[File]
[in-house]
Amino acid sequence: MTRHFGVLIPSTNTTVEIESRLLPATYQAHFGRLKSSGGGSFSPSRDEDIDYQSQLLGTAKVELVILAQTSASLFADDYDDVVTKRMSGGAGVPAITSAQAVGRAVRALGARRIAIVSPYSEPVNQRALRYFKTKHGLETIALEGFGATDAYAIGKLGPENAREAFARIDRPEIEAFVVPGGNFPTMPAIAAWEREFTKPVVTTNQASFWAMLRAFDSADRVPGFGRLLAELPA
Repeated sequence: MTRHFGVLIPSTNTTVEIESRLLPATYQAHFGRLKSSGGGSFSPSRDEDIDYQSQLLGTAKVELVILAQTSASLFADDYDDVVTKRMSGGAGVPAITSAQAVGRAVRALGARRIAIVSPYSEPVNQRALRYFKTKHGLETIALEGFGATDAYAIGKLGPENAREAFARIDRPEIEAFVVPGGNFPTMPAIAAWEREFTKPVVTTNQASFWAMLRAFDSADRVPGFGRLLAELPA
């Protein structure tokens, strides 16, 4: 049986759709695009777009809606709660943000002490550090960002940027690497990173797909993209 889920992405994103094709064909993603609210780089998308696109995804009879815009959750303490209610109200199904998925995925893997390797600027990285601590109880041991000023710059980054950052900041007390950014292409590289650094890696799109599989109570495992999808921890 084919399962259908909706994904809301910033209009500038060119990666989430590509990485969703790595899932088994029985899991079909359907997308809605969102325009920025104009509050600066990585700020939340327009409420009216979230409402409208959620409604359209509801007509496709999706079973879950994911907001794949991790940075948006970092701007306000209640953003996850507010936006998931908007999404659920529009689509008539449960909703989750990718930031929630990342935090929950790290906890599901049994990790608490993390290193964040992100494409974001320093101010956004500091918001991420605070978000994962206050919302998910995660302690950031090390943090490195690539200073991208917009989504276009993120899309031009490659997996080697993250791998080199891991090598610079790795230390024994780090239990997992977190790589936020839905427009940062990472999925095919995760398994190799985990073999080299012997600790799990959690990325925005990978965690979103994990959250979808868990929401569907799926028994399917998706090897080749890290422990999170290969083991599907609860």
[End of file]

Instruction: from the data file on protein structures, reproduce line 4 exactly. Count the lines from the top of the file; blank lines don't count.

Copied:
């Protein structure tokens, strides 16, 4: 049986759709695009777009809606709660943000002490550090960002940027690497990173797909993209 889920992405994103094709064909993603609210780089998308696109995804009879815009959750303490209610109200199904998925995925893997390797600027990285601590109880041991000023710059980054950052900041007390950014292409590289650094890696799109599989109570495992999808921890 084919399962259908909706994904809301910033209009500038060119990666989430590509990485969703790595899932088994029985899991079909359907997308809605969102325009920025104009509050600066990585700020939340327009409420009216979230409402409208959620409604359209509801007509496709999706079973879950994911907001794949991790940075948006970092701007306000209640953003996850507010936006998931908007999404659920529009689509008539449960909703989750990718930031929630990342935090929950790290906890599901049994990790608490993390290193964040992100494409974001320093101010956004500091918001991420605070978000994962206050919302998910995660302690950031090390943090490195690539200073991208917009989504276009993120899309031009490659997996080697993250791998080199891991090598610079790795230390024994780090239990997992977190790589936020839905427009940062990472999925095919995760398994190799985990073999080299012997600790799990959690990325925005990978965690979103994990959250979808868990929401569907799926028994399917998706090897080749890290422990999170290969083991599907609860």